Velothon Sunshine Coast Preview
Situated an hour north of Brisbane, the Sunshine Coast is set to host Australia’s first ever Velothon. Cyclist got the chance to head to Queensland and get an early glimpse of what’s to come this July.
Words: Adam Phelan
Photography: Marcus Enno (Beardy McBeard)
The Sunshine Coast is often characterised by its never-ending golden sunlight, stunning surf beaches, and holiday resorts. Beyond its summer surfing glitz however, the Sunshine Coast can reveal itself as a true cycling mecca, filled with truly magnificent and equally challenging roads.
This July, riders from all across Australia will get their chance to experience what the Sunshine Coast has to offer with Velothon hitting Australian shores for the first time.
Velothon is a global series of events, that in 2017 will span across Germany, Wales, Sweden, Canada and Australia. It is the first Australian edition of the Velothon, bringing a fresh gran fondo experience to the southern hemisphere. But what is it that makes Velothon so different? Cyclist got the chance to fly up to Queensland to find out.
It’s early morning in Mooloolaba, the home city of Australia’s very first Velothon. We’ve ridden a few hundred metres down from the hotel and have already reached the beach. The coastline wraps around us to the right; surfers are already out in the water, they bob up and down against the waves. The sun slowly rises up in the distance, its golden light leaks out like honey from behind a low cloud.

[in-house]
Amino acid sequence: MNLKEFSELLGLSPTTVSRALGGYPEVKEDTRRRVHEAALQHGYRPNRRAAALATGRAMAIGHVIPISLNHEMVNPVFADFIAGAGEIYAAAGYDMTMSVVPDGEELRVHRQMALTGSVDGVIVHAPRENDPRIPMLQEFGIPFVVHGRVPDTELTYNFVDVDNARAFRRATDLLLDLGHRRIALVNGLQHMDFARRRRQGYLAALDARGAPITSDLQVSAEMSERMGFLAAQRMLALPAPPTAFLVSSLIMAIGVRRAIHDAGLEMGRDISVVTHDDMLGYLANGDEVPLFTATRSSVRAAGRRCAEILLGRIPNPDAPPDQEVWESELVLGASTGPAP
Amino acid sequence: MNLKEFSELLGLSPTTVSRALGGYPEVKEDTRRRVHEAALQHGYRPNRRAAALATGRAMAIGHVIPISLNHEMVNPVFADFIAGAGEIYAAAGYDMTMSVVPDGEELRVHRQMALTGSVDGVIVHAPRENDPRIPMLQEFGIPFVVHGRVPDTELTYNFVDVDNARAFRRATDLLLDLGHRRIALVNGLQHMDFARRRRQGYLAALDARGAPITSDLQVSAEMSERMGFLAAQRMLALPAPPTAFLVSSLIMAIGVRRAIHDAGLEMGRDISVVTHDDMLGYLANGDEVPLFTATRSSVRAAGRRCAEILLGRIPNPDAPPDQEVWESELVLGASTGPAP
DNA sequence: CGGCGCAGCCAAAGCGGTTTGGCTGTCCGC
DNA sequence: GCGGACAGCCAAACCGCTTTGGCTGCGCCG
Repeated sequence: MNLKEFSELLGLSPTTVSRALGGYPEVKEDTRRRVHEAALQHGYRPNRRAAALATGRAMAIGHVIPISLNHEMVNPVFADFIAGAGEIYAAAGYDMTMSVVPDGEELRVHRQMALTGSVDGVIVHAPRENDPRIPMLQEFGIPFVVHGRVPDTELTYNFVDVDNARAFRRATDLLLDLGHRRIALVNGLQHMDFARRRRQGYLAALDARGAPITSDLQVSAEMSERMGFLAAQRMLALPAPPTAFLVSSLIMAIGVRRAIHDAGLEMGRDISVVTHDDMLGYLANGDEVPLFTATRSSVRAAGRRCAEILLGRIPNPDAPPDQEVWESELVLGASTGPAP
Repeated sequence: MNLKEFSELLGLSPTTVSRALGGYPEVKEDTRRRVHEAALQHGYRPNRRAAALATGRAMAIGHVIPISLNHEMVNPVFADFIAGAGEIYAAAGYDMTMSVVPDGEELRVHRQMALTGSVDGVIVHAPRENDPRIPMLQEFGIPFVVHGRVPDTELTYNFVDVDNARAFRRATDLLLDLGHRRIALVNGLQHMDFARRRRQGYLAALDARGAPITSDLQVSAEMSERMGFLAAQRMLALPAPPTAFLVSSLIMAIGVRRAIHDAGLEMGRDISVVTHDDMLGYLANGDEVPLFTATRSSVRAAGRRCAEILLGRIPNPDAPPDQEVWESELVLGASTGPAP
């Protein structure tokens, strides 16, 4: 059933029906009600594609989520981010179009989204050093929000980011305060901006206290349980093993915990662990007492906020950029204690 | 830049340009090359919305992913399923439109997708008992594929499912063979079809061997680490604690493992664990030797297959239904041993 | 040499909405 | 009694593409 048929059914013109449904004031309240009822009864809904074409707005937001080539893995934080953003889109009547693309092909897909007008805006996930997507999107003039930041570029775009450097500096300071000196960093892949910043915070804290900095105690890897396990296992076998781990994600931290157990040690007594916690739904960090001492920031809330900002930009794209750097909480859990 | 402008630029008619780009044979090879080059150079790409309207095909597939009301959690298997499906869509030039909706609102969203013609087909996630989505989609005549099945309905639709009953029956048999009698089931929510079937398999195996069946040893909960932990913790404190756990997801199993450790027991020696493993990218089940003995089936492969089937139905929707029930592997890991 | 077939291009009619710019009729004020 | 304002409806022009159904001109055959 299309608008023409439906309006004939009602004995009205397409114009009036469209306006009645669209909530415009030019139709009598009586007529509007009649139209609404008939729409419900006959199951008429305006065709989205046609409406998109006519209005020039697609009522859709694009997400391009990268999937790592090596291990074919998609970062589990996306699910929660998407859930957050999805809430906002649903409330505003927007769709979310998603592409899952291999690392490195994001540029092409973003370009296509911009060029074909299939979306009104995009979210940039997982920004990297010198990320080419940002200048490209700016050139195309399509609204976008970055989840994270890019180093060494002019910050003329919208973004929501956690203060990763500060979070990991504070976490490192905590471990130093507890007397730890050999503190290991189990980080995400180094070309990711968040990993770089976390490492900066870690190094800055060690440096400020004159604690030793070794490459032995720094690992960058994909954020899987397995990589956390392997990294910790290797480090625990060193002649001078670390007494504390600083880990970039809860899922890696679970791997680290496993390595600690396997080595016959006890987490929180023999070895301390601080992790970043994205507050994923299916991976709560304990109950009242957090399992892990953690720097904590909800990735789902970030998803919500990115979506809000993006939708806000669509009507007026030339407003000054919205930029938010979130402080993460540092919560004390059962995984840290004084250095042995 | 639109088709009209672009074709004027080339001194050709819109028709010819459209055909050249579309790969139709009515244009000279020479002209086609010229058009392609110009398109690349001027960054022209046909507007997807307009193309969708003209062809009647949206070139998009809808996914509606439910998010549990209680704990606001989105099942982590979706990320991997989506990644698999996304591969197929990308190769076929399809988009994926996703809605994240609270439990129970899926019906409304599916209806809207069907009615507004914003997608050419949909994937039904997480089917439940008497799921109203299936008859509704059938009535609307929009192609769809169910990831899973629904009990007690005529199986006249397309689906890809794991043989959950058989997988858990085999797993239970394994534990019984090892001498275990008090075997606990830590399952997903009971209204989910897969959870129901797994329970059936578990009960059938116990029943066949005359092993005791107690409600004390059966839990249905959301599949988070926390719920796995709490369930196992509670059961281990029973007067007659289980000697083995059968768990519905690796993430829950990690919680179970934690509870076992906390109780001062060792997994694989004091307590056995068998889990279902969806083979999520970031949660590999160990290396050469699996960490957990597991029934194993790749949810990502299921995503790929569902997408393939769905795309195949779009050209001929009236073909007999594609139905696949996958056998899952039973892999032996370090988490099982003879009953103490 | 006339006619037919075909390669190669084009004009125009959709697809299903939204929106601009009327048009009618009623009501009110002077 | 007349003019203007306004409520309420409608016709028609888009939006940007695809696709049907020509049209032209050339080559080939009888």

“Isn’t it gorgeous?” Matthew Keenan says. He looks out across the water, already impressed. “The Sunshine Coast is just showing off!”
Standing on the edge of the beach, looking out across the water, Cyclist quickly discovers the first point of difference of the Velothon. “This is going to be the location for the Velo Clubhouse,” David Beeche, Managing Director of IRONMAN Asia-Pacific, tells us.
“It’s going to be the hub of the event. A place where riders can come chat about their day, have coffee, drink beer, eat snacks and watch Le Tour highlights on the big screen!”